The following 2021 continuing education courses have been approved by the Texas Optometry Board.
Professional Responsibility Courses taken on the Internet count as Internet Hours.
A licensee may receive a maximum of 8 hours credit for Internet Courses.
A few of the listed courses may include Professional Responsibility Hours (see table above). Please note that grand rounds courses may have a start date of January 1, 2021.
Optometrists prescribing or dispensing Schedule III opioids are required to take a one hour board approved continuing education course covering best practices, alternative treatment options, and multi-modal approaches to pain management that may include physical therapy, psychotherapy, and other treatments.
All active Optometric Glaucoma Specialists are required to take a one-time two-hour controlled substances prescribing course.
Every optometrist with an active license MUST complete a one-hour Human Trafficking Awareness course. The Health and Human Services Commission determines the available courses. Please click on the above link for currently approved courses.
If you do not see a course listed, please e-mail or call the Board at 512-305-8500, to inquire about the status of that course. The hours listed are the maximum number of hours presented. Options may be available to take fewer than the listed hours. This list is provided for the convenience of license holders. The course provider has provided information concerning dates and contact procedures. Please confirm any information with the provider. The Board cannot be responsible for the accuracy of this information. Use this link for General CE Information.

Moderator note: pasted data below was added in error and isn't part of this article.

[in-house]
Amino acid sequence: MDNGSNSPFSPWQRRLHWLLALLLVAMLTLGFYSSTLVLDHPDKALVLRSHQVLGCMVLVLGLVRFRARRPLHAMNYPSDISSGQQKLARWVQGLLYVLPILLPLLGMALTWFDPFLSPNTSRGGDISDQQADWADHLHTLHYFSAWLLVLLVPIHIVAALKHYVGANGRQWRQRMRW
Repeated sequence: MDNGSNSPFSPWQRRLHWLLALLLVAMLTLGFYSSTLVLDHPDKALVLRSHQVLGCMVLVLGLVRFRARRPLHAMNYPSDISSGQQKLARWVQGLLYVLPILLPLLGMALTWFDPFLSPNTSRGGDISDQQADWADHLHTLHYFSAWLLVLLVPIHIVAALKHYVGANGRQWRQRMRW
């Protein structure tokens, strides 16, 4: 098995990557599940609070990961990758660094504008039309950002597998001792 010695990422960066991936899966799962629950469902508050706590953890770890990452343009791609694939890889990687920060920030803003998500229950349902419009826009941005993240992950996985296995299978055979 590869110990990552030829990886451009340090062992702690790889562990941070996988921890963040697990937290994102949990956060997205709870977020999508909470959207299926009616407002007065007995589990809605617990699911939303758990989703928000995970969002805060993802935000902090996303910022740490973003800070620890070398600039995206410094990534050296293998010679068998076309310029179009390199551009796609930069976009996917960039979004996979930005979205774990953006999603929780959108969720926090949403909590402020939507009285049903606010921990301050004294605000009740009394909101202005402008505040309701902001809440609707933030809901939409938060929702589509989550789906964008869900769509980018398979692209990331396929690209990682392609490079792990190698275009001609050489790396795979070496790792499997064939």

“Approval” of continuing education courses by the Texas Optometry Board is based on the course meeting the requirements of Section 351.308 of the Optometry Act. The Board does not make a determination regarding provisions of Optometry Act Section 351.457 (splitting fees). The Board does not make a determination regarding federal law such as the False Claims Act, the Anti-Kickback Statute, the Stark Law, the Exclusion Statute, and the Civil Monetary Penalties Law. Additional information on the federal laws may be obtained from the Office of Inspector General (OIG) for the U.S. Department of Health & Human Services. The OIG has published a booklet, A Roadmap for New Physicians: Avoiding Medicare and Medicaid Fraud and Abuse